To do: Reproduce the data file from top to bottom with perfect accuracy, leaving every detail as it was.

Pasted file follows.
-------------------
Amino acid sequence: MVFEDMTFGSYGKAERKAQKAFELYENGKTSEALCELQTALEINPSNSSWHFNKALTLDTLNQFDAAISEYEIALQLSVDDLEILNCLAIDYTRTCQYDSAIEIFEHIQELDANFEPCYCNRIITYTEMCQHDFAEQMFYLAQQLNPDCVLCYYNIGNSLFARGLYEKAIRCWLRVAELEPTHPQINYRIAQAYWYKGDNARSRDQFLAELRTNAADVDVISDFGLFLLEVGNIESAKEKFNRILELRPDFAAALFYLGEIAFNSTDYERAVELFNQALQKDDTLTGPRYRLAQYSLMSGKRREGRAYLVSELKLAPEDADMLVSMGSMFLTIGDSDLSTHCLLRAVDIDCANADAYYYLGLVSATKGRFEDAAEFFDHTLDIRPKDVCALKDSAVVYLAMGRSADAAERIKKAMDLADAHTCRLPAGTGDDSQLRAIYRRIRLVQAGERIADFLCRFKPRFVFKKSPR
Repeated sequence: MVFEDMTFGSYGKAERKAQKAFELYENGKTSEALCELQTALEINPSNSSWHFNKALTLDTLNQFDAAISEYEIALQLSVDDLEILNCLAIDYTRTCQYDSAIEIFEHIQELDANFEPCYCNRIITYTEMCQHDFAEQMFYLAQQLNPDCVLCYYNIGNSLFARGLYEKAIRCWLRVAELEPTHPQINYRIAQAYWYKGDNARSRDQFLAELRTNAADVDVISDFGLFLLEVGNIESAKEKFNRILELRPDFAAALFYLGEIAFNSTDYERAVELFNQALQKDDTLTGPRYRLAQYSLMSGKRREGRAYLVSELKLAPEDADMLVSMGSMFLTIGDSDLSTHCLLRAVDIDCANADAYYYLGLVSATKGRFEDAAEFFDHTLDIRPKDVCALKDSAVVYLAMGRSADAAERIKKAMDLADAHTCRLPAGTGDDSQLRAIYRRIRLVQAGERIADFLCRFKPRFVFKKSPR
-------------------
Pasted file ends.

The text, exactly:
Amino acid sequence: MVFEDMTFGSYGKAERKAQKAFELYENGKTSEALCELQTALEINPSNSSWHFNKALTLDTLNQFDAAISEYEIALQLSVDDLEILNCLAIDYTRTCQYDSAIEIFEHIQELDANFEPCYCNRIITYTEMCQHDFAEQMFYLAQQLNPDCVLCYYNIGNSLFARGLYEKAIRCWLRVAELEPTHPQINYRIAQAYWYKGDNARSRDQFLAELRTNAADVDVISDFGLFLLEVGNIESAKEKFNRILELRPDFAAALFYLGEIAFNSTDYERAVELFNQALQKDDTLTGPRYRLAQYSLMSGKRREGRAYLVSELKLAPEDADMLVSMGSMFLTIGDSDLSTHCLLRAVDIDCANADAYYYLGLVSATKGRFEDAAEFFDHTLDIRPKDVCALKDSAVVYLAMGRSADAAERIKKAMDLADAHTCRLPAGTGDDSQLRAIYRRIRLVQAGERIADFLCRFKPRFVFKKSPR
Repeated sequence: MVFEDMTFGSYGKAERKAQKAFELYENGKTSEALCELQTALEINPSNSSWHFNKALTLDTLNQFDAAISEYEIALQLSVDDLEILNCLAIDYTRTCQYDSAIEIFEHIQELDANFEPCYCNRIITYTEMCQHDFAEQMFYLAQQLNPDCVLCYYNIGNSLFARGLYEKAIRCWLRVAELEPTHPQINYRIAQAYWYKGDNARSRDQFLAELRTNAADVDVISDFGLFLLEVGNIESAKEKFNRILELRPDFAAALFYLGEIAFNSTDYERAVELFNQALQKDDTLTGPRYRLAQYSLMSGKRREGRAYLVSELKLAPEDADMLVSMGSMFLTIGDSDLSTHCLLRAVDIDCANADAYYYLGLVSATKGRFEDAAEFFDHTLDIRPKDVCALKDSAVVYLAMGRSADAAERIKKAMDLADAHTCRLPAGTGDDSQLRAIYRRIRLVQAGERIADFLCRFKPRFVFKKSPR